TUESDAY, Dec. 22, 2020 — Before the COVID-19 pandemic hit, life expectancy in the United States rose in 2019 for the second year in a row, according to two new federal government reports.
But don’t expect that good news to be repeated in 2020.
The impact of COVID-19 and other ills are projected to boost the death rate by 15% to exceed 3 million deaths for the first time in U.S. history, according to the Associated Press.
COVID-19 has already killed more than 318,000 Americans.
According to the AP, preliminary data suggest a year-end total for 2020 of more than 3.2 million U.S. deaths. That would be a new record and represent 400,000 more deaths than were recorded for 2019.
The news agency noted that the rise from 2019 to 2020 marks the biggest such jump since 1918-1919, when deaths soared due a combination of fatalities from World War I and the Spanish Flu pandemic. That remains the record period for any one-year uptick in American deaths, with fatalities rising by 46%, the AP reported.
This year’s big rise in death comes after a welcome rise in Americans’ life expectancy during 2019, according to new data for last year, issued on Tuesday by the U.S. Centers for Disease Control and Prevention.
The agency reported a record number of deaths nationwide in 2019 — 2,854,838, up 15,633 from 2018, which is expected as population rises. But life expectancy actually rose by 0.1 year, so that the average American had a life expectancy in 2019 of 78.8 years.
Put another way, the age-adjusted death rate fell from 723.6 deaths per 100,000 population in 2018 to 715.2 in 2019.
However, “I would expect this to reverse in 2020, due to COVID, as well as the increases in deaths due to disrupted medical and social services from the pandemic,” said Dr. Eric Cioe-Peña, director of Global Health at Northwell Health in New Hyde Park, N.Y. He wasn’t involved in the new CDC reports.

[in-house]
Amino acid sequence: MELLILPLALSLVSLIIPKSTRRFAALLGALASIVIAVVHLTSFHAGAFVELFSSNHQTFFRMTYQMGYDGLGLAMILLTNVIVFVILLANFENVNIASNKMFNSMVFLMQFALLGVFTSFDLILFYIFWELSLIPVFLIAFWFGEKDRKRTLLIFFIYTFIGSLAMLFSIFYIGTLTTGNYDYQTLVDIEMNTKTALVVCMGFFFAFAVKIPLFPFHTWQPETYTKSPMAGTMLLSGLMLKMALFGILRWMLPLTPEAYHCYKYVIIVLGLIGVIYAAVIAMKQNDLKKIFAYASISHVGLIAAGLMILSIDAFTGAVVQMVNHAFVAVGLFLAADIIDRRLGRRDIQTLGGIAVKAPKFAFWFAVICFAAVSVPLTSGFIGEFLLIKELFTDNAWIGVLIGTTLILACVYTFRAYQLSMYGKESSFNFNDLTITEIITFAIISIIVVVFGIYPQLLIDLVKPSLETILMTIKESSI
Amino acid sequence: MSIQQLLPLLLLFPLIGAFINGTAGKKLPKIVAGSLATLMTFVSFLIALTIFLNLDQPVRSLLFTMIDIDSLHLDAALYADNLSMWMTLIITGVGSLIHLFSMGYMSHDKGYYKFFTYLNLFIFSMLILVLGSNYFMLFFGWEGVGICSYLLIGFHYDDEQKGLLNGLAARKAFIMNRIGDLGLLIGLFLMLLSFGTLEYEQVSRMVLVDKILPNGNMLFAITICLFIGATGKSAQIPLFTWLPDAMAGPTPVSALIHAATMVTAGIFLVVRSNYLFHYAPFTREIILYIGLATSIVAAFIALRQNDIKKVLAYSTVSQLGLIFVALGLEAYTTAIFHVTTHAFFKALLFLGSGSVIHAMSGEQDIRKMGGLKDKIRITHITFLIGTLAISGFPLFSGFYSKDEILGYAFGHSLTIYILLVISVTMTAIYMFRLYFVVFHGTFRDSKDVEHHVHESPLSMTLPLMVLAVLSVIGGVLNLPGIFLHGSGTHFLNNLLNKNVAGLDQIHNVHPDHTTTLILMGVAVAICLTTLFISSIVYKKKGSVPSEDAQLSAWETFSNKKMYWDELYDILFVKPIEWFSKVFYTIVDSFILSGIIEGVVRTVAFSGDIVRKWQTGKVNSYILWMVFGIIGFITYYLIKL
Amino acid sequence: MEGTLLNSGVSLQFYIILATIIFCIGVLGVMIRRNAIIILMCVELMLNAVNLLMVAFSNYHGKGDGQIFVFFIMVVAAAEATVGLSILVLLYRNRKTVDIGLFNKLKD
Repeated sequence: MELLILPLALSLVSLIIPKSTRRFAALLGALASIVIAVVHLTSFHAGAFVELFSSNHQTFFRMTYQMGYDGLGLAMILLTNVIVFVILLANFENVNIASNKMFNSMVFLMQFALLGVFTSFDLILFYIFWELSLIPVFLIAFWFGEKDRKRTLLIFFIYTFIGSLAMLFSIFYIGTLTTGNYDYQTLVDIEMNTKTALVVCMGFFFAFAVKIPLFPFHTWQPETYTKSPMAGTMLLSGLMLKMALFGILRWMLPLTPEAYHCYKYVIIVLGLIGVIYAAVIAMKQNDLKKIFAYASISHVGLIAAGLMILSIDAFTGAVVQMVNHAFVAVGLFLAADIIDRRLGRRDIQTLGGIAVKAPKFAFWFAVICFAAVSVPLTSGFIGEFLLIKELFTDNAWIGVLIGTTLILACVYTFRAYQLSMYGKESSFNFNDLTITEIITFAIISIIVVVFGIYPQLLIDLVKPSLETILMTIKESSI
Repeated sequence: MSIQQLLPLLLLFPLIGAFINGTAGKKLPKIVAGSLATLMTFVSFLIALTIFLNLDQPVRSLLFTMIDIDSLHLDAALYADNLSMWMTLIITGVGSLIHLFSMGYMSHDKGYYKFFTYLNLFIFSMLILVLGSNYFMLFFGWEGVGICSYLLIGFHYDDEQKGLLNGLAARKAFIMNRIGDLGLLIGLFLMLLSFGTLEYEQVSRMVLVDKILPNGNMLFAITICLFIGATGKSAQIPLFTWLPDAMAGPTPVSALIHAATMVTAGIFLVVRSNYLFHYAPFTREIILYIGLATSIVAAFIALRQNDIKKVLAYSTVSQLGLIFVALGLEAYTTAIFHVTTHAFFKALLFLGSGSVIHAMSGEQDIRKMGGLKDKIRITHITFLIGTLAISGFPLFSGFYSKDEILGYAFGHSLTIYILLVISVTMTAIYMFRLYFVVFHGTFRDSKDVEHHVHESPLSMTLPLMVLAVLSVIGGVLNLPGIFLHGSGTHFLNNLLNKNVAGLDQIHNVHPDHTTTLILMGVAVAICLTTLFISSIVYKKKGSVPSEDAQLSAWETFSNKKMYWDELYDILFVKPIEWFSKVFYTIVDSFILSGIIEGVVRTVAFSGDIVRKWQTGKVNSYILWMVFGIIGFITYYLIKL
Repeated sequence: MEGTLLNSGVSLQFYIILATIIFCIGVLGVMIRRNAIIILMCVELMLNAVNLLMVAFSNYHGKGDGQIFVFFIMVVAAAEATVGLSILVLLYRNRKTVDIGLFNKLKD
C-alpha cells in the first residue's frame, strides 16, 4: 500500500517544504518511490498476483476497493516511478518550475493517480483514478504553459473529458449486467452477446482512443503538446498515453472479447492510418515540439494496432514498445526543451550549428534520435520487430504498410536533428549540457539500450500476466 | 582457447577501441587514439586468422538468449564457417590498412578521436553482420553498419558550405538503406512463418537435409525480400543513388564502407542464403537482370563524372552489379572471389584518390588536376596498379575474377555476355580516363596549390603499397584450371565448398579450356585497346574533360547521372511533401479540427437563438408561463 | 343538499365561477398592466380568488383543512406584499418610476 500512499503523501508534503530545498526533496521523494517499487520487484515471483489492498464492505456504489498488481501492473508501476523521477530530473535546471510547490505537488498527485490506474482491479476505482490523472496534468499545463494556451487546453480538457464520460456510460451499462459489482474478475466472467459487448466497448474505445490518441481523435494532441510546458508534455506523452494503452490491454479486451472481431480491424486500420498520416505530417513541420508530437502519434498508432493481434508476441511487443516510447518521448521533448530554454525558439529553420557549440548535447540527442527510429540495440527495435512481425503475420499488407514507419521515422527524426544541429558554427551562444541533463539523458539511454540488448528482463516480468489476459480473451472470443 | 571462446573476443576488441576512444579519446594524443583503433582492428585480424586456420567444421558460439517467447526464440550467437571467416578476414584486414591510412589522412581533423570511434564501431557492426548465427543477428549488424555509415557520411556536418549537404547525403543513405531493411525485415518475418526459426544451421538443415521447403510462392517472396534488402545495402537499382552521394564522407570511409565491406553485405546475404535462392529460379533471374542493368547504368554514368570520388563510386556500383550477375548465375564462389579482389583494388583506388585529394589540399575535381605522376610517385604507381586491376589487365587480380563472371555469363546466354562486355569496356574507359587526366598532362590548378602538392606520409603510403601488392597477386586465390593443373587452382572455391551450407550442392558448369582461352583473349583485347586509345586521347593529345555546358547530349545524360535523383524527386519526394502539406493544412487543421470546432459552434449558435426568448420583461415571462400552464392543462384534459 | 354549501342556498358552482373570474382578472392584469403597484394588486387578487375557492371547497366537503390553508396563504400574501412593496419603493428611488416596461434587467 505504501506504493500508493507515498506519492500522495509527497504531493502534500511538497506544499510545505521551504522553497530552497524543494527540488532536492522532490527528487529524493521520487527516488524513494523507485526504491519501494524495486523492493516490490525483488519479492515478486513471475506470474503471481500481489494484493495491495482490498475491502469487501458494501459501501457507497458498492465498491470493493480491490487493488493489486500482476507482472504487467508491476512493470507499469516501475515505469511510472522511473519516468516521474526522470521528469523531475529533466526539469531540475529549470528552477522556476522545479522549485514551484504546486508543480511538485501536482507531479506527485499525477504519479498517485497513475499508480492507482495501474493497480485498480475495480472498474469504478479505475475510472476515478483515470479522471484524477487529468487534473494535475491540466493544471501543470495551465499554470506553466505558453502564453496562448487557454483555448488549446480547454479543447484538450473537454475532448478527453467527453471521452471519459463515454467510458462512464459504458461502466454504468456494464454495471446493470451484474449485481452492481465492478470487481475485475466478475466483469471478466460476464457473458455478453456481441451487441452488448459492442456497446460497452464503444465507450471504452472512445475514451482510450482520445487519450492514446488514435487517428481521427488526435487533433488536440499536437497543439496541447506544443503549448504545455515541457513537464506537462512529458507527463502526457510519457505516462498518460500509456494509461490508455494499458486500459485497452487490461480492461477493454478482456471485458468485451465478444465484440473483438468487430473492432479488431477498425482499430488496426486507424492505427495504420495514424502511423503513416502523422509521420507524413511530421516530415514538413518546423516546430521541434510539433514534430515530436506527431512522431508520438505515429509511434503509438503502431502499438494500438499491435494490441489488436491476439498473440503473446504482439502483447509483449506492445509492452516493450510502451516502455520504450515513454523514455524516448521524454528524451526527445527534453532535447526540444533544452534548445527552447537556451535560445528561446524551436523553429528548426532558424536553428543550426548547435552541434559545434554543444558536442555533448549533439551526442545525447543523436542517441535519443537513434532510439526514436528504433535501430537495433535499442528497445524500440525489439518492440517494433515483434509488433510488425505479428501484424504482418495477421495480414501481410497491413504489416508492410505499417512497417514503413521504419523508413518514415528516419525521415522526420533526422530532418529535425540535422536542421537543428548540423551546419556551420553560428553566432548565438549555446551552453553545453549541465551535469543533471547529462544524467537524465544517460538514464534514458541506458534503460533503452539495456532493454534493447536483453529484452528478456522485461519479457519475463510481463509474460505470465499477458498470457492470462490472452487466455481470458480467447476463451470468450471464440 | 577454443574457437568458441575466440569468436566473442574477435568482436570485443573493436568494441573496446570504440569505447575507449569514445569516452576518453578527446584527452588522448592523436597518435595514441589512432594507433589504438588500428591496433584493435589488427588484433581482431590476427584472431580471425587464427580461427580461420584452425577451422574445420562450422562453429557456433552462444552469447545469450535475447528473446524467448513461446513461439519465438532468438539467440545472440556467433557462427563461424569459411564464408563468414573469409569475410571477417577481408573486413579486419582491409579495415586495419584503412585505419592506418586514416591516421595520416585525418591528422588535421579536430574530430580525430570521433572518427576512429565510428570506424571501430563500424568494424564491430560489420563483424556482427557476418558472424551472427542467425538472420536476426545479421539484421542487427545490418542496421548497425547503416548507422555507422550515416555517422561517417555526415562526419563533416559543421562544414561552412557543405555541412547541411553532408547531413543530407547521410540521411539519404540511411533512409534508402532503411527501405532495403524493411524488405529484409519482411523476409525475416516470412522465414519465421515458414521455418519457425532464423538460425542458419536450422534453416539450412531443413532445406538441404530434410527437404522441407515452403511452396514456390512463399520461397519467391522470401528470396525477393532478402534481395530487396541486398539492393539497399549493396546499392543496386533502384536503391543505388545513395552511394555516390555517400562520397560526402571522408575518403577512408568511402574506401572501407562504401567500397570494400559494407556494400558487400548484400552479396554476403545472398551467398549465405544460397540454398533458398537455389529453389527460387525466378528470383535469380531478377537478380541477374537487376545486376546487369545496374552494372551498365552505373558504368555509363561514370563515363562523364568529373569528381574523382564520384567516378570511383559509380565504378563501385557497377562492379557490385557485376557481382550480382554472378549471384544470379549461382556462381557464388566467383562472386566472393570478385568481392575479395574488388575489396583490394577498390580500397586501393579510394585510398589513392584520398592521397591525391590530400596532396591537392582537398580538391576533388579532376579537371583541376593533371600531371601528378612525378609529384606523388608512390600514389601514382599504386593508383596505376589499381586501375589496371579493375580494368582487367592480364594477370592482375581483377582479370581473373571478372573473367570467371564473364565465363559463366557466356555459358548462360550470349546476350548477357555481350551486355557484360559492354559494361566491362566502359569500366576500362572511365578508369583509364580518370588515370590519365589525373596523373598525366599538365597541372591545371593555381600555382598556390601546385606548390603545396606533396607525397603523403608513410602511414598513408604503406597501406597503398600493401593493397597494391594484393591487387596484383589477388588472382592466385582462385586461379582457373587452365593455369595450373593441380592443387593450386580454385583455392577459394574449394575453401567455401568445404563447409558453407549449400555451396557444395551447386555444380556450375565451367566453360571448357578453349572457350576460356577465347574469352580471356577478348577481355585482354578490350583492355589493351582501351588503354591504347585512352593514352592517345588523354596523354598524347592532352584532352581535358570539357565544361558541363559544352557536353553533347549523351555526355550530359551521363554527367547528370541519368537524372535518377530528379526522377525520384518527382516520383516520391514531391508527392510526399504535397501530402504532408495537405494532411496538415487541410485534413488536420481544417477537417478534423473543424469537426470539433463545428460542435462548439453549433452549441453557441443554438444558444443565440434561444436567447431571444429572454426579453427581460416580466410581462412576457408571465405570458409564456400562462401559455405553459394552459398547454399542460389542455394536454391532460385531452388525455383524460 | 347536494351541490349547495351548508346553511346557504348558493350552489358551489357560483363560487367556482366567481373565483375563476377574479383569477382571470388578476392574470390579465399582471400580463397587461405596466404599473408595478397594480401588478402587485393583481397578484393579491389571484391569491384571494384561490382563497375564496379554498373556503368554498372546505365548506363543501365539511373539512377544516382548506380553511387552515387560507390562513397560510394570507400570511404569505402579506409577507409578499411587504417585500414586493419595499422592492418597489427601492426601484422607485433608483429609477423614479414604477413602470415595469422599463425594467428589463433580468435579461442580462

For 2019, the reports from the CDC’s National Center for Health Statistics showed that heart disease remained the No. 1 killer, claiming 659,041 lives, followed by cancer (599,601 deaths), and accidents/unintentional injuries (173,040 deaths).
In some good news, suicides fell from 48,344 in 2018 to 47,511 in 2019, and the suicide rate also declined, from 14.2 per 100,000 in 2018 to 13.9 in 2019.
According to the American Federation for Suicide Prevention (AFSP), that’s the first decline in the suicide rate in two decades.
“We cannot determine which specific factors may have contributed to the decline,” Dr. Christine Moutier, chief medical officer for the AFSP, said in an organization news release. “But we do know that creating a culture open to talking about mental health and suicide prevention, educating people about what to do when they are in distress, making help available to those who seek it, using treatments that have been developed based on research, supporting those affected by suicide, and passing legislation that make suicide prevention a top national priority are all positive advancements that we’ve seen over the past several years that likely had a collective impact.”
On the other hand, drug overdoses — which account for more than a third of accidental deaths — were up in 2019, after dropping for the first time in 28 years in 2018. Overall, there were 70,630 overdose deaths in 2019, up nearly 5% from 2018.
Preliminary data released last week showed an 18% rise in overdose deaths for the 12 months ending in May 2020, compared to the same period in 2018. The drug overdose death rate rose from 20.7 per 100,000 in 2018 to 21.6 in 2019.
The rate of fatal overdoses involving synthetic opioids other than methadone (drugs such as fentanyl, fentanyl analogs, and tramadol) rose from 9.9 per 100,000 in 2018 to 11.4 in 2019. But officials said the annual rate of increase has at least slowed significantly between 2017 and 2019 (9% a year) compared to 2013-2017 (75% a year).
From 2012 to 2018, the rate of cocaine-related overdose deaths more than tripled (from 1.4 to 4.9 per 100,000) and the rate of deaths involving psychostimulants such as methamphetamine rose more than sixfold (from 0.8 to 5.0 per 100,000).
Overall, “I think the data shows that the improvement in mortality in 2019 was a result of a general improvement in outcomes of the top killers [such as heart disease and cancer],” Cioe-Peña said. “It outweighed the increase in overdose deaths, so in general the U.S. has become healthier and living longer in 2019.”
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Posted: December 2020